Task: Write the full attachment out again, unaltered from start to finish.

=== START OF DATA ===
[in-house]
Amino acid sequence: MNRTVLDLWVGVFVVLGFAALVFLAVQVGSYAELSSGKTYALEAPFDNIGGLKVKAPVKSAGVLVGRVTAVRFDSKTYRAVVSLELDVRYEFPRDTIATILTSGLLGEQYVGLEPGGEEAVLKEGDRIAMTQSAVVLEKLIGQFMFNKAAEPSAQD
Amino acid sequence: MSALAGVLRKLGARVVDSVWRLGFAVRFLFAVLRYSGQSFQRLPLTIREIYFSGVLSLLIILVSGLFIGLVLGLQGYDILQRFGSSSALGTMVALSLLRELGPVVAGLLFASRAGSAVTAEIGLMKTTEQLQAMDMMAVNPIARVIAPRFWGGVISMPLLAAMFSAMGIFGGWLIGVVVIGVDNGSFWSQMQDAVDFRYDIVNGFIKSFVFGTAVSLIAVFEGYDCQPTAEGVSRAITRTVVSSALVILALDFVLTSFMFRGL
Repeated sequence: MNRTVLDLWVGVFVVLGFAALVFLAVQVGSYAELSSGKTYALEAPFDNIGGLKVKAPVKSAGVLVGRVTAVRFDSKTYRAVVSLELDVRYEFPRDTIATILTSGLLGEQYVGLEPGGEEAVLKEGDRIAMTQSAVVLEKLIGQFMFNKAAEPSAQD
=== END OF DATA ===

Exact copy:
[in-house]
Amino acid sequence: MNRTVLDLWVGVFVVLGFAALVFLAVQVGSYAELSSGKTYALEAPFDNIGGLKVKAPVKSAGVLVGRVTAVRFDSKTYRAVVSLELDVRYEFPRDTIATILTSGLLGEQYVGLEPGGEEAVLKEGDRIAMTQSAVVLEKLIGQFMFNKAAEPSAQD
Amino acid sequence: MSALAGVLRKLGARVVDSVWRLGFAVRFLFAVLRYSGQSFQRLPLTIREIYFSGVLSLLIILVSGLFIGLVLGLQGYDILQRFGSSSALGTMVALSLLRELGPVVAGLLFASRAGSAVTAEIGLMKTTEQLQAMDMMAVNPIARVIAPRFWGGVISMPLLAAMFSAMGIFGGWLIGVVVIGVDNGSFWSQMQDAVDFRYDIVNGFIKSFVFGTAVSLIAVFEGYDCQPTAEGVSRAITRTVVSSALVILALDFVLTSFMFRGL
Repeated sequence: MNRTVLDLWVGVFVVLGFAALVFLAVQVGSYAELSSGKTYALEAPFDNIGGLKVKAPVKSAGVLVGRVTAVRFDSKTYRAVVSLELDVRYEFPRDTIATILTSGLLGEQYVGLEPGGEEAVLKEGDRIAMTQSAVVLEKLIGQFMFNKAAEPSAQD